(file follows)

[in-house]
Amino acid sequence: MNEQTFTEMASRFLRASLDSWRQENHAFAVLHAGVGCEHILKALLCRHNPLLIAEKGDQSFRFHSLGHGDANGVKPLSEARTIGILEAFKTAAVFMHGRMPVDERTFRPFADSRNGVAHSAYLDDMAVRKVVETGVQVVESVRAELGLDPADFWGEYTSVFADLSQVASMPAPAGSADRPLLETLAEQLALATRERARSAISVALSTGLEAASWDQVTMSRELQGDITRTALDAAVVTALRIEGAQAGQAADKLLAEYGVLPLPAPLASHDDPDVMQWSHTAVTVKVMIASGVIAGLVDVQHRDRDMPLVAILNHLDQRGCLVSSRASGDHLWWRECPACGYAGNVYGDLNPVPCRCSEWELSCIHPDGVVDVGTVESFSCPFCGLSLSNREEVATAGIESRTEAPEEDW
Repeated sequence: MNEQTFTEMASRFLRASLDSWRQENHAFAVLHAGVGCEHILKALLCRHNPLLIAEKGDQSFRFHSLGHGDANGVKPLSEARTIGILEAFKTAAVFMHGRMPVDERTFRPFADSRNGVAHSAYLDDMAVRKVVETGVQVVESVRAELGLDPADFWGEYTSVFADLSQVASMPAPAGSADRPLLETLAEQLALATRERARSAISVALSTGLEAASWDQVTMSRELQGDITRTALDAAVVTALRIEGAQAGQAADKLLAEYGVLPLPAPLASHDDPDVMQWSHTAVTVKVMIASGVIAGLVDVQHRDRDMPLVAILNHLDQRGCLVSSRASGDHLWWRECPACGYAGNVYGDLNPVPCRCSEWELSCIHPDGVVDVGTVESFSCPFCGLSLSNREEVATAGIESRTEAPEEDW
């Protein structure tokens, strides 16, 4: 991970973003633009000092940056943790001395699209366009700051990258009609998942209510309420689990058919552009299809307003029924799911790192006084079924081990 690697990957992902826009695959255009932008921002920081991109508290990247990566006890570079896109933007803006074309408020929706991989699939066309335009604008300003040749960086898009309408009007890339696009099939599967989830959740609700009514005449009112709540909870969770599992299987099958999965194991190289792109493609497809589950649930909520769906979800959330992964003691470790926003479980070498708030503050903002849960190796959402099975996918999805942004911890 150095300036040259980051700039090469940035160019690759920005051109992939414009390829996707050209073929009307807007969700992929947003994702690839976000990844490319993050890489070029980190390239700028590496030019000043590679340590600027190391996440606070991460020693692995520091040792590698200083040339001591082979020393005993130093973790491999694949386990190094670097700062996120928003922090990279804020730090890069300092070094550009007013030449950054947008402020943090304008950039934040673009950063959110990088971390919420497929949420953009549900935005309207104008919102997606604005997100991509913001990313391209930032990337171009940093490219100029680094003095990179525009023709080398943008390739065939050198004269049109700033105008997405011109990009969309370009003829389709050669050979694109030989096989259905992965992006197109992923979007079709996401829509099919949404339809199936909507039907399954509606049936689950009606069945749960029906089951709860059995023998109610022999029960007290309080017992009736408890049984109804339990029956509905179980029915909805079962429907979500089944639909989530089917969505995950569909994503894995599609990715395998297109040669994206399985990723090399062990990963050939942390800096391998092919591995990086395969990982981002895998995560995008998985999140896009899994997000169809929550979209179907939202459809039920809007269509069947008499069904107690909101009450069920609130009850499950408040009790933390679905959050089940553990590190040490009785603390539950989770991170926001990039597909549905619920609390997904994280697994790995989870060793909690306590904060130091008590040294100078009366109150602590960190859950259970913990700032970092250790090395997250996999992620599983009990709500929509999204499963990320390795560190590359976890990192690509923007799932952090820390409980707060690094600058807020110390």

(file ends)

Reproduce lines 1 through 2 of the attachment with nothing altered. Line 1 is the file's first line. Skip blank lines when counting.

[in-house]
Amino acid sequence: MNEQTFTEMASRFLRASLDSWRQENHAFAVLHAGVGCEHILKALLCRHNPLLIAEKGDQSFRFHSLGHGDANGVKPLSEARTIGILEAFKTAAVFMHGRMPVDERTFRPFADSRNGVAHSAYLDDMAVRKVVETGVQVVESVRAELGLDPADFWGEYTSVFADLSQVASMPAPAGSADRPLLETLAEQLALATRERARSAISVALSTGLEAASWDQVTMSRELQGDITRTALDAAVVTALRIEGAQAGQAADKLLAEYGVLPLPAPLASHDDPDVMQWSHTAVTVKVMIASGVIAGLVDVQHRDRDMPLVAILNHLDQRGCLVSSRASGDHLWWRECPACGYAGNVYGDLNPVPCRCSEWELSCIHPDGVVDVGTVESFSCPFCGLSLSNREEVATAGIESRTEAPEEDW